Representatives of the South Dakota Citizens for Liberty (SDCFL) attended the Rapid City Area Schools Board meeting Monday night to let members know that they have begun foreclosure proceedings against one of the district's elementary schools.
The entire property owned by the school district, which is home to General Beadle Elementary School, the Rapid City Public Library and the Community Health Center of the Black Hills, was delinquent in tax payments dating back to 2016 - a total bill of $8,526.37.
"We are 50 days away from a special election where you are asking the voters in this school district to approve a 290 million dollar bond issue," said Tonchi Weaver, referring to the $190 million bond issue that is estimated to cost about $290 million when interest is added over the next 25 years.
"You are exactly 60 days away from the foreclosure of General Beadle School for failing to paying the special assessment tax. There are no exemptions to this assessment. You have been properly served and the clock is now ticking," she said.
On Nov. 4, 2019, Pennington County Treasurer Janet Sayler assigned the tax lien for the property to the Citizens for Liberty. The tax certificate for the property was purchased on Dec. 16, 2019 by the group. By being in foreclosure, the school district will now have to pay SDCFL the back taxes, interest and legal fees to avoid losing ownership of the property.
"I find it hard to believe that you guys expect us to pay an increased tax amount, but you haven't even paid your own property taxes in three years," James Bialota said.
Normally, schools are exempt from property taxes. However, they are not exempt from special assessments. The delinquent taxes on the property stem from the city's storm water drainage special assessment. The General Beadle property is the only one the school district is delinquent in paying.
"Putting a 20 to 30 million dollar property in pending foreclosure for your ignorance, forgetfulness, not paying your bills," Bialota said. "Homes and businesses are being foreclosed on right now for not being able to pay their own taxes."
Bialota said he gave SDCFL the information - which was public and had even been included in a legal notice that ran in the Rapid City Journal - after he discovered it to protect the property from a "greedy developer or a banker" who could have taken ownership of the property if the taxes, interest, penalties and legal fees were not paid by March 9, 2020 - 60 days from Jan. 6, 2020 when the tax certificate was issued to Tonchi and Toni Weaver who signed on behalf of SDCFL.
School Board President Mike Roesler thanked the group for bringing the error to the board's attention.
"We owned our mistake, and now you own our mistake," Roesler said. "So we will be doing business with you on that. And I would like to thank you for that because as Mr. Bialota said earlier, some greedy developer could have swooped in and caused the community real problems, so anyway, I just want to thank you."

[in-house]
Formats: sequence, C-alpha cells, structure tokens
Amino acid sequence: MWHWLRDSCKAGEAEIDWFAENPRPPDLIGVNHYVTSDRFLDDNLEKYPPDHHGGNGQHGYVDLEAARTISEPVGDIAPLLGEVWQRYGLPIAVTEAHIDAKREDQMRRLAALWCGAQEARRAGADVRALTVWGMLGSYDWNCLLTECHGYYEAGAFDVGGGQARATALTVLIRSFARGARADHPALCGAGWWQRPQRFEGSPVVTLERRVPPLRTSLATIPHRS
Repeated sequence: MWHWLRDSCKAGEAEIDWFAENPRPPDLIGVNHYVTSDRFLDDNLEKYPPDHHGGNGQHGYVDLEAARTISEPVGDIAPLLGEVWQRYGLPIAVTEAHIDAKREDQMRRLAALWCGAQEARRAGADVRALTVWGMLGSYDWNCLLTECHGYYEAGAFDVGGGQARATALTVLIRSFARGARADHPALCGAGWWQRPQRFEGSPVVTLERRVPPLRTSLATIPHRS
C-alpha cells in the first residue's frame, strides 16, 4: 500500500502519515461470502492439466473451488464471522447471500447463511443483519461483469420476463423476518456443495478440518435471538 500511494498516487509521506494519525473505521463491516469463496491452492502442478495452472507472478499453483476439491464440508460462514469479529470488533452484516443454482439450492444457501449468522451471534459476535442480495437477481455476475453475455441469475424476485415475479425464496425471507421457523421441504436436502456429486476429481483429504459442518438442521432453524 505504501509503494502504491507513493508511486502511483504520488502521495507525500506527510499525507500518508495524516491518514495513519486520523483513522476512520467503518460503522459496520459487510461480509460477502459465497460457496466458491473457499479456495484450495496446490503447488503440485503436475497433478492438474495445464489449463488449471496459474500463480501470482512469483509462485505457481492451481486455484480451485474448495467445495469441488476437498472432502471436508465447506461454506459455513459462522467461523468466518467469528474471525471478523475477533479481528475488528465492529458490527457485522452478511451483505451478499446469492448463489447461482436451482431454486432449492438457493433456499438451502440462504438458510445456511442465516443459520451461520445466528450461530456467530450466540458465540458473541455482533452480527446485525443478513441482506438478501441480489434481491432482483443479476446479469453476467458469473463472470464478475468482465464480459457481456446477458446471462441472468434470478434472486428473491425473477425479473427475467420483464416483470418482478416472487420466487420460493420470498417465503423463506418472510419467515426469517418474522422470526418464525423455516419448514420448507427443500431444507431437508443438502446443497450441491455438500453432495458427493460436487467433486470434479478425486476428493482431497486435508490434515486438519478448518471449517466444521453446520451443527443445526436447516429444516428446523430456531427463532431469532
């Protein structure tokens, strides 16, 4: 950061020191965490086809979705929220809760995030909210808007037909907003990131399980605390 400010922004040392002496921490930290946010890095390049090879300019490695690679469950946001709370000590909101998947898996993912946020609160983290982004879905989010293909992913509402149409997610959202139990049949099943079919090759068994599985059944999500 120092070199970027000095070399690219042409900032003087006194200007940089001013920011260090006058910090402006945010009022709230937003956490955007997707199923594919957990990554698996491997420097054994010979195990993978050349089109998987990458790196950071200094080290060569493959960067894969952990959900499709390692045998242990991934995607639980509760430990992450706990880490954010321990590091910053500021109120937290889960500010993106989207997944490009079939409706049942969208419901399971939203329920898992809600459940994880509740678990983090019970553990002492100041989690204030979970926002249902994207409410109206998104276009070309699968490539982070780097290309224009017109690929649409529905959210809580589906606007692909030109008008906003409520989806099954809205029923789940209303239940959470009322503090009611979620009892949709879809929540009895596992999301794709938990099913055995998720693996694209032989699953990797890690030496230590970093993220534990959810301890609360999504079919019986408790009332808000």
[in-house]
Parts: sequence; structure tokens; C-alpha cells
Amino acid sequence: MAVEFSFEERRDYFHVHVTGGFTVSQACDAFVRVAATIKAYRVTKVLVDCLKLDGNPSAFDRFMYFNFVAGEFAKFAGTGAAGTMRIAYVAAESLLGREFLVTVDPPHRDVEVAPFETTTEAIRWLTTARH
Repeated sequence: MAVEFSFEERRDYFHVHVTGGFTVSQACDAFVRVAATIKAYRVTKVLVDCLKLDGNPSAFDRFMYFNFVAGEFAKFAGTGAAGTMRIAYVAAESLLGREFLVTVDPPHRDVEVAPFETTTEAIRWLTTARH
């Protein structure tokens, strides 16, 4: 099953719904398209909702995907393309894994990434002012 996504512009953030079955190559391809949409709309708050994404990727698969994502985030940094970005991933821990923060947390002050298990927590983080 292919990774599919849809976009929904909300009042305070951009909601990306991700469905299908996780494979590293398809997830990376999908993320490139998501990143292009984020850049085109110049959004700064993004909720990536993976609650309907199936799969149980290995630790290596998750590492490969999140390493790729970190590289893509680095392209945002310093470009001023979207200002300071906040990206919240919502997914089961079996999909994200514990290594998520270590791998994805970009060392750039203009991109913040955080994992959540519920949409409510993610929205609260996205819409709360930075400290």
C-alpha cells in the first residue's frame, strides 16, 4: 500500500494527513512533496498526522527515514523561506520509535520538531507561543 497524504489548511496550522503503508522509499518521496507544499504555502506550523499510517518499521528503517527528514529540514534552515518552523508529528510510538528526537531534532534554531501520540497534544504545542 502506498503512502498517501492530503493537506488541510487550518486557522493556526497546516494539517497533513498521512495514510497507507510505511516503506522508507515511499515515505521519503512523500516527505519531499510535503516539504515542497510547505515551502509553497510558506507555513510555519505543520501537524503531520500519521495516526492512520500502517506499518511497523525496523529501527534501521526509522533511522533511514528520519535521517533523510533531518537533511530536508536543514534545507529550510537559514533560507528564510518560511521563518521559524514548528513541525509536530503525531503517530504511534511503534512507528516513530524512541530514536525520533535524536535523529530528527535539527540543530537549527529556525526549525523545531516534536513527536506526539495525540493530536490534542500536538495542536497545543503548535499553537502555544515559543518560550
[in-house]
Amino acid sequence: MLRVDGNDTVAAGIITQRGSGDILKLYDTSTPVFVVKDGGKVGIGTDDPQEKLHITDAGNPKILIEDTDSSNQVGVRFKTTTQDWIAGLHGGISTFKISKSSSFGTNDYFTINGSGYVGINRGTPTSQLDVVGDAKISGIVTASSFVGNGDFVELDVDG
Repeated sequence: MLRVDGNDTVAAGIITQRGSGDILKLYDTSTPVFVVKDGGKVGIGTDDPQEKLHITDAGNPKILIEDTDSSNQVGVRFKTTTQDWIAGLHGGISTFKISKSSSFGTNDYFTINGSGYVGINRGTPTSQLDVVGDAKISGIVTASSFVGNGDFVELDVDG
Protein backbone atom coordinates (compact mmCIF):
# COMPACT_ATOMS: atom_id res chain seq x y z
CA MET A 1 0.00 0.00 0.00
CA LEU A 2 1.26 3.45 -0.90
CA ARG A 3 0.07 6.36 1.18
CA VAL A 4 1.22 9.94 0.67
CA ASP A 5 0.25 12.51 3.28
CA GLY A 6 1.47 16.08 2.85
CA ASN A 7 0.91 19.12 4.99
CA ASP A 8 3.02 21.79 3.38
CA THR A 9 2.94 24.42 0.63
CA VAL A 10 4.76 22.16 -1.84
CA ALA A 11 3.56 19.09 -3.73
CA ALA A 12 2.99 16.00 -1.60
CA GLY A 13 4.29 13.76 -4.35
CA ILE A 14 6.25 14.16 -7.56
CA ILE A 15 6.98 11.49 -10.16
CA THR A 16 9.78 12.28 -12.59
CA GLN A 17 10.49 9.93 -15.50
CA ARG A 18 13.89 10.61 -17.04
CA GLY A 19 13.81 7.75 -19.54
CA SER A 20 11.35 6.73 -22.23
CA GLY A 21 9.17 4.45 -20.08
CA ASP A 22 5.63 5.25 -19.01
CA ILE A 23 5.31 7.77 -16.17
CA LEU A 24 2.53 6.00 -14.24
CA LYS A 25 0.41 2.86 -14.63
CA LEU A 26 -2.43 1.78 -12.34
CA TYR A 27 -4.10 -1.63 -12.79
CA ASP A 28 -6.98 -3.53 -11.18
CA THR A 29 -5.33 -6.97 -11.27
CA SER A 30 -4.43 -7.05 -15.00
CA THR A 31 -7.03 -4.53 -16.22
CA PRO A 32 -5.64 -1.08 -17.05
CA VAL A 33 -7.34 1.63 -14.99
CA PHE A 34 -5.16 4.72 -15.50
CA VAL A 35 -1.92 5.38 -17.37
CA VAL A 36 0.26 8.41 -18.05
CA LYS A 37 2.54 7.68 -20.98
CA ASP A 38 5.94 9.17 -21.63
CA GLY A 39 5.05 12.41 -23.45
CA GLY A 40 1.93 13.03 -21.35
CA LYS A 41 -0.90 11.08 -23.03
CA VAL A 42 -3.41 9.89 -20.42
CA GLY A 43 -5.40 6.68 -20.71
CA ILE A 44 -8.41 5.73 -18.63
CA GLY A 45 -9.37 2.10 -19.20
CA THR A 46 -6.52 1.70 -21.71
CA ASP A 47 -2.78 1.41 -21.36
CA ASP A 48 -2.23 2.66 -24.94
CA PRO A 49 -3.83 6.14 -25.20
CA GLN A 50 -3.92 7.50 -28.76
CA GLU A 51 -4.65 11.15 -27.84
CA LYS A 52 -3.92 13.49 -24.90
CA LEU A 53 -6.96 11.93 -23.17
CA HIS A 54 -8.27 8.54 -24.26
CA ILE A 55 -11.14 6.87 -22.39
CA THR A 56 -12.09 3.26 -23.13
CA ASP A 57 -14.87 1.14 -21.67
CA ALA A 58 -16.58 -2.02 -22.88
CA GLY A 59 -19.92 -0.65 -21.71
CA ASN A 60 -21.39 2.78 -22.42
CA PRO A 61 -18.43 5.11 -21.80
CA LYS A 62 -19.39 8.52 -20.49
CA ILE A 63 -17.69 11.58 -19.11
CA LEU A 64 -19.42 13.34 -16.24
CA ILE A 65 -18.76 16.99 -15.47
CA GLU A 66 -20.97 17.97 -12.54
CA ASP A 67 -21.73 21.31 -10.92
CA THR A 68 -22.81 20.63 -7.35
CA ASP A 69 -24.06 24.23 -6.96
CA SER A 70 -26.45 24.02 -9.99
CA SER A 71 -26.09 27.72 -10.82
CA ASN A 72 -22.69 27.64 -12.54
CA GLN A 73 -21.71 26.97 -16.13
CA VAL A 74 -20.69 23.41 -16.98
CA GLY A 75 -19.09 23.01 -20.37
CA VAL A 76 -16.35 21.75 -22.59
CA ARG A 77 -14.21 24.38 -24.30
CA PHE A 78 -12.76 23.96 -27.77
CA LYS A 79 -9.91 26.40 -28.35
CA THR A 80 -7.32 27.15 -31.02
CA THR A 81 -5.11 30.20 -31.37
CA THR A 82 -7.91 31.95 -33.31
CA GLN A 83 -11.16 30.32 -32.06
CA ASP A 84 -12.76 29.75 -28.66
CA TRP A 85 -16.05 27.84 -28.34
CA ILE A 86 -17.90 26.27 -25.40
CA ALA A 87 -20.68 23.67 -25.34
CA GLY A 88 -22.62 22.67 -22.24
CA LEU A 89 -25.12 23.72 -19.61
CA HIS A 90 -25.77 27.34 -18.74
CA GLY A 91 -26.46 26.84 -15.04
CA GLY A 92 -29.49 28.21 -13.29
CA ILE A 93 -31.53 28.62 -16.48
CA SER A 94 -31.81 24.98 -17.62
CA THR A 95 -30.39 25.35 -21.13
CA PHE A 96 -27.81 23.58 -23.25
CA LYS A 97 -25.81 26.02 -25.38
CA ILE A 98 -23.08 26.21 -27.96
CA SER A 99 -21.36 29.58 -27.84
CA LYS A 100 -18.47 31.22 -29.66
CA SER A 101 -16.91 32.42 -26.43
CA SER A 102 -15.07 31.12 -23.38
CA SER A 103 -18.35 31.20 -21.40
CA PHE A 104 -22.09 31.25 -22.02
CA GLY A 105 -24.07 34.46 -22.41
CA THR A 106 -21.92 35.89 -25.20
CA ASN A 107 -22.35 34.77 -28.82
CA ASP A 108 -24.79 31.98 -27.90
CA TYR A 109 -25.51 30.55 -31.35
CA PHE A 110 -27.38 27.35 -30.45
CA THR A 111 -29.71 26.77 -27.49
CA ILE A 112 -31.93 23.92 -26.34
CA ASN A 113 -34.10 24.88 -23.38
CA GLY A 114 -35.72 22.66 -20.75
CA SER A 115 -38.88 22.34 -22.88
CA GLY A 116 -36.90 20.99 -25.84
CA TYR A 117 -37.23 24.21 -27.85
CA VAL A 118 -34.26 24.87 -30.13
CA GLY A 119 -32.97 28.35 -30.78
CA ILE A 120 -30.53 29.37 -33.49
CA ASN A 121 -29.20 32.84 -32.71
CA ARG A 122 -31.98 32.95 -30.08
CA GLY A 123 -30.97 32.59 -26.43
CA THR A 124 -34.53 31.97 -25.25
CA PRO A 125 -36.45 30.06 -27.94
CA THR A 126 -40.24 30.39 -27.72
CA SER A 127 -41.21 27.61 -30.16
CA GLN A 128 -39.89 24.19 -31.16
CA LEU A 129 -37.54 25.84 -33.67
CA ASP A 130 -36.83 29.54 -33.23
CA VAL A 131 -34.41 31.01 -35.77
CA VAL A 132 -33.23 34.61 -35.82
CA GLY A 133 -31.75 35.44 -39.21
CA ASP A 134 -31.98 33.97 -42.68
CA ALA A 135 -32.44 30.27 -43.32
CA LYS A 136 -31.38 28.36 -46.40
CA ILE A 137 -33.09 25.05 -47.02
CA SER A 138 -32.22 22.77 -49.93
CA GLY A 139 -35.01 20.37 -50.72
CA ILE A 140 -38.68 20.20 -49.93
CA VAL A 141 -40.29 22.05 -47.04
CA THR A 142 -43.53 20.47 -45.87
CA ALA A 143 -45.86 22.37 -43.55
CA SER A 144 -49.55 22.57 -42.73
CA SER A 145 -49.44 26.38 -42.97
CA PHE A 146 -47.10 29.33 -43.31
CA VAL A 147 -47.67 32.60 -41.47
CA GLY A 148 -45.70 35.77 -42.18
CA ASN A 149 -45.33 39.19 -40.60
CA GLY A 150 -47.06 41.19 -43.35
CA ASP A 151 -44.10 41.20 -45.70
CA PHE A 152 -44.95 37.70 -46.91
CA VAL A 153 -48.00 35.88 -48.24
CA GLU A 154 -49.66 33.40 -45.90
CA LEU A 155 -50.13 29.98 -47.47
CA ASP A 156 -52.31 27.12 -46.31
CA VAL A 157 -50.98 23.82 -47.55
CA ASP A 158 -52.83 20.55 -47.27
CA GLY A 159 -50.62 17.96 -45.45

Coy Sasse, who recently took over as the Director of Business and Support Services for RCAS, didn't want to place blame on anyone who was in the office before him. Facility Manager Kumar Veleswamy pointed out that the notice for that school had gone to the wrong address, but he confirmed that the property was delinquent in paying the special assessment.
The schools will work with SDCFL soon to arrange to pay the back taxes, penalties, legal fees and interest to get the property back in good standing with the county.
As the Journal reported in December, Pennington County is among the South Dakota counties that choose to conduct a tax-certificate sale each year. It is a method of collecting delinquent property taxes in a timely manner.
The process begins in November, when the Treasurer’s Office sends notices to property owners who haven’t paid their taxes. In early December, the office publishes a list of the delinquent tax bills that still haven’t been paid.
At the auction — always on the third Monday of December — the county offers up a tax certificate for each of the delinquent bills. Buying a tax certificate is a little like becoming a short-term lender. It involves an outlay of money with the hope of a future payback, plus interest.
The Citizens for Liberty will have a small profit on this transaction. The total for 2016 when the taxes first went unpaid was $1,886.29. The total today is $8,536.37. The school district will also have to pay interest and legal fees to redeem the property.
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